A spokesman for NYC Health and Hospitals told HealthcareInfoSecurity that while the organization has encrypted most of its backup files, the tapes that were stolen, unfortunately, had not yet been encrypted.
“HHC has been undergoing a multi-year data center consolidation project, which requires the careful transition and transfer of all data backup systems to the new center for storage,” the spokesman said. “As part of this process, HHC had to standardize data systems across the hospitals and encrypt all clinical systems backups. HHC has already encrypted more than 80 percent of the data. The Jacobi and NCB hospital system files were scheduled for the necessary migration and encryption in March 2011.”
Despite the lack of encryption, the stolen files will be difficult to decipher, the spokesman contended. “Although the data were not encrypted, it exists in a proprietary program that scrambles the records and would make it difficult for individuals without specialized technical expertise and access to the right software and computer hardware to view the private information.”
As a result of the breach incident, the organization has suspended the transport of unencrypted backup files to off-site storage “and will expedite its plan to upgrade critical data to the 256-bit advanced encryption standard, considered by the federal government as the highest level of protection against tampering,” the spokesman said. “At the time of the theft, HHC had already upgraded and encrypted nearly 80 percent of the 1,568 systems applications used throughout the corporation. The upgrade is expected to be completed by the fall of 2011.”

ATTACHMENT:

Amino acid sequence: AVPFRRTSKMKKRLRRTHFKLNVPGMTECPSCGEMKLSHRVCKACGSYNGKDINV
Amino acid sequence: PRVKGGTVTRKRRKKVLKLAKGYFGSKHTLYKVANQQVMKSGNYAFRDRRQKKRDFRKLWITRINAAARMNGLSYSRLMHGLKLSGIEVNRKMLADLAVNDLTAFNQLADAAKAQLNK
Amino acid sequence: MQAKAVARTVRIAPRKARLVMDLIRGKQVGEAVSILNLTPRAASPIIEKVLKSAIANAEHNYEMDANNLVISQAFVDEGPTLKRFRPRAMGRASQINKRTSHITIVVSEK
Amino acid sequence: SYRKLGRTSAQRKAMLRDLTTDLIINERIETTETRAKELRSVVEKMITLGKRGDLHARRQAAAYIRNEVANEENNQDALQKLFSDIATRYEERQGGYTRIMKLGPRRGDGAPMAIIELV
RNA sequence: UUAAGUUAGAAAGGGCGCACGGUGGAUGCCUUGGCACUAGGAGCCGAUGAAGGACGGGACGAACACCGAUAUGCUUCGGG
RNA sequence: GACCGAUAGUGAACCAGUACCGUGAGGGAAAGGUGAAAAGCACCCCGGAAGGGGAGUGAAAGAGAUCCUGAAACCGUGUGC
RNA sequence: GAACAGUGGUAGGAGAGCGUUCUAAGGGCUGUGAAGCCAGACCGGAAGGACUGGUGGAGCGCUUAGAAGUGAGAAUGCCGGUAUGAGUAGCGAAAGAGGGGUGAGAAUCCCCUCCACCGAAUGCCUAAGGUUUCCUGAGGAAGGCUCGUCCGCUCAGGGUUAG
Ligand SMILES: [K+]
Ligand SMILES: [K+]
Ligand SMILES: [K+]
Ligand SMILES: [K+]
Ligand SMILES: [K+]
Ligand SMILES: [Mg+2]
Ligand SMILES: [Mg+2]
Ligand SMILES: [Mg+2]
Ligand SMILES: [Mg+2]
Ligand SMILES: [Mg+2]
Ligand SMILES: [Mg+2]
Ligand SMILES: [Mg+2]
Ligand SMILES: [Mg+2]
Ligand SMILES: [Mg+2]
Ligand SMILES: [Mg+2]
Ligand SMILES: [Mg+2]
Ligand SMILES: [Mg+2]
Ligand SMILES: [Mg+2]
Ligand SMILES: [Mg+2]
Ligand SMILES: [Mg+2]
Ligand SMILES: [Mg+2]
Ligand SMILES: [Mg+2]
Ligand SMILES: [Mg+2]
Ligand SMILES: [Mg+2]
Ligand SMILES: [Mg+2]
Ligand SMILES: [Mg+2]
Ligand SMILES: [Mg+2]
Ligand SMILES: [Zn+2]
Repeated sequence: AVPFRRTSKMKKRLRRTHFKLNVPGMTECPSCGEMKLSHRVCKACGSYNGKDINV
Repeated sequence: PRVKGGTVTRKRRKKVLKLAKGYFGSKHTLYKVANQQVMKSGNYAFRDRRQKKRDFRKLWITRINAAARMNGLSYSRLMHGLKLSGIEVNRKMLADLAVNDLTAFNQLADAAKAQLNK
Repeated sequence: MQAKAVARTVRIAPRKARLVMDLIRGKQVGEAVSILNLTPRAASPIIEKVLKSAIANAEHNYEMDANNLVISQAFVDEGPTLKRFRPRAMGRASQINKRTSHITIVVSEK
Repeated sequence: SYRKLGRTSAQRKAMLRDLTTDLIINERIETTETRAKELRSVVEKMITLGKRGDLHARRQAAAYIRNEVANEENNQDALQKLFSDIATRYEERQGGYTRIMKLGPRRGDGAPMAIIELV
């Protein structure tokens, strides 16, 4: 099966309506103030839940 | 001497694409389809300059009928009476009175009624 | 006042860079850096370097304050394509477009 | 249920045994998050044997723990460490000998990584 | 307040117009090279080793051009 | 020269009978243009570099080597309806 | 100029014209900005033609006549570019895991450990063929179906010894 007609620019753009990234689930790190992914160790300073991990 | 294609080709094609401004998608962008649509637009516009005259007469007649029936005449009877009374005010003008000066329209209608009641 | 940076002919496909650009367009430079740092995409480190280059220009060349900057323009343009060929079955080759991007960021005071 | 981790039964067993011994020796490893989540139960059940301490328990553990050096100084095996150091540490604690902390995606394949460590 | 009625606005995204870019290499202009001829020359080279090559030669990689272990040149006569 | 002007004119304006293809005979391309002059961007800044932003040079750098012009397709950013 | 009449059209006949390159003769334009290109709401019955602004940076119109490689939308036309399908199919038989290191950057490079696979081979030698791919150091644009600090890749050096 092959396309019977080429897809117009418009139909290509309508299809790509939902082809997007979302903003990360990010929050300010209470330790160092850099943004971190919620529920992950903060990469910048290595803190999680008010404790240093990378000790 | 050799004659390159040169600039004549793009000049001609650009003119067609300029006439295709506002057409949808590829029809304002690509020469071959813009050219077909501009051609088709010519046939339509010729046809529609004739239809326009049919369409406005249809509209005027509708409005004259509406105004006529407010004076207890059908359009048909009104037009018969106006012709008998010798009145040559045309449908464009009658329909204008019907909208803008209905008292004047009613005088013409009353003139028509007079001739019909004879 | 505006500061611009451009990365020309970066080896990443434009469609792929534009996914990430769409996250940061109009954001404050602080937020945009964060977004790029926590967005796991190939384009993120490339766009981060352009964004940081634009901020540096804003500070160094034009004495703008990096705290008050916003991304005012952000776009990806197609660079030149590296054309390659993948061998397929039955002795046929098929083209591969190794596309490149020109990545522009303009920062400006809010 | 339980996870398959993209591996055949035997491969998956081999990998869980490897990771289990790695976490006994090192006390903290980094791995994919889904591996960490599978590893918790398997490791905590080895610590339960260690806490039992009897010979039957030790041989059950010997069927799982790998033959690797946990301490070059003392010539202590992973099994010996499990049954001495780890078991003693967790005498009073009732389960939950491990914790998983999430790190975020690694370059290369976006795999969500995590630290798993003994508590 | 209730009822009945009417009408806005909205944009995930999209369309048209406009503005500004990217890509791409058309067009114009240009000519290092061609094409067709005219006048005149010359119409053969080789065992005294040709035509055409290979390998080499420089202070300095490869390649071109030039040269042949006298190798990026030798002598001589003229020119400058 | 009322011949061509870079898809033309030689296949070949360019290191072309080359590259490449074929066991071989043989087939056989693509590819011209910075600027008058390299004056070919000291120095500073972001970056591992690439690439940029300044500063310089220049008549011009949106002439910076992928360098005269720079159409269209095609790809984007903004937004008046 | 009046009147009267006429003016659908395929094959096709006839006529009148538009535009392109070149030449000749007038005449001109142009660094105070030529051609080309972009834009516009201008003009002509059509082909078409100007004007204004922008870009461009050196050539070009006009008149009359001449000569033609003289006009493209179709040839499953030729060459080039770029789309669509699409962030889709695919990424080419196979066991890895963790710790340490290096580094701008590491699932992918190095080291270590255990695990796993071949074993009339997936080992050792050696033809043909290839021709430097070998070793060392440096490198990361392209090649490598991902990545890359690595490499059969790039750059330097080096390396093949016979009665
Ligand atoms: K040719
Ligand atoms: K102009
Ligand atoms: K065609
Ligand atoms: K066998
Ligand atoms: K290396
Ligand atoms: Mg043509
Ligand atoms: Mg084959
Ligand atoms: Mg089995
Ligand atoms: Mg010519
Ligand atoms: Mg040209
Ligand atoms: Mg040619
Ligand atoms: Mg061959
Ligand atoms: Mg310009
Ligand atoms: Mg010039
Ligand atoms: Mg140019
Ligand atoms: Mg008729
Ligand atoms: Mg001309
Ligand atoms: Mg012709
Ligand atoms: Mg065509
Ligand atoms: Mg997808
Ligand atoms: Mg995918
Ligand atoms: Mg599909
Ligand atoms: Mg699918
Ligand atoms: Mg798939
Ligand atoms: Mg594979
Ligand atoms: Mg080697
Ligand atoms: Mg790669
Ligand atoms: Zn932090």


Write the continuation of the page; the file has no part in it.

The spokesman also said the organization will hire a new vendor to handle offsite backup data, which will be “stored in highly protected facilities that have climate-controlled, dedicated tape vaults, secure keycard access, video surveillance and trained personnel.”
Thefts Lead to Breaches
All of the three largest health information breaches<http://www.hhs.gov/ocr/privacy/hipaa/administrative/breachnotificationrule/breachtool.html> reported so far under the HITECH Act breach notification rule have involved thefts.
The other two largest breaches reported to the Department of Health and Human Services’ Office for Civil Rights are:
*
An incident at AvMed Health Plan, which alerted more than 1.2 million about a breach related to the theft<http://www.healthcareinfosecurity.com/articles.php?art_id=2606> of a laptop.
*       An incident at BlueCross BlueShield of Tennessee, which informed nearly 1 million individuals about a breach stemming from the theft<http://www.healthcareinfosecurity.com/articles.php?art_id=2409> of 57 hard drives from a closed call center.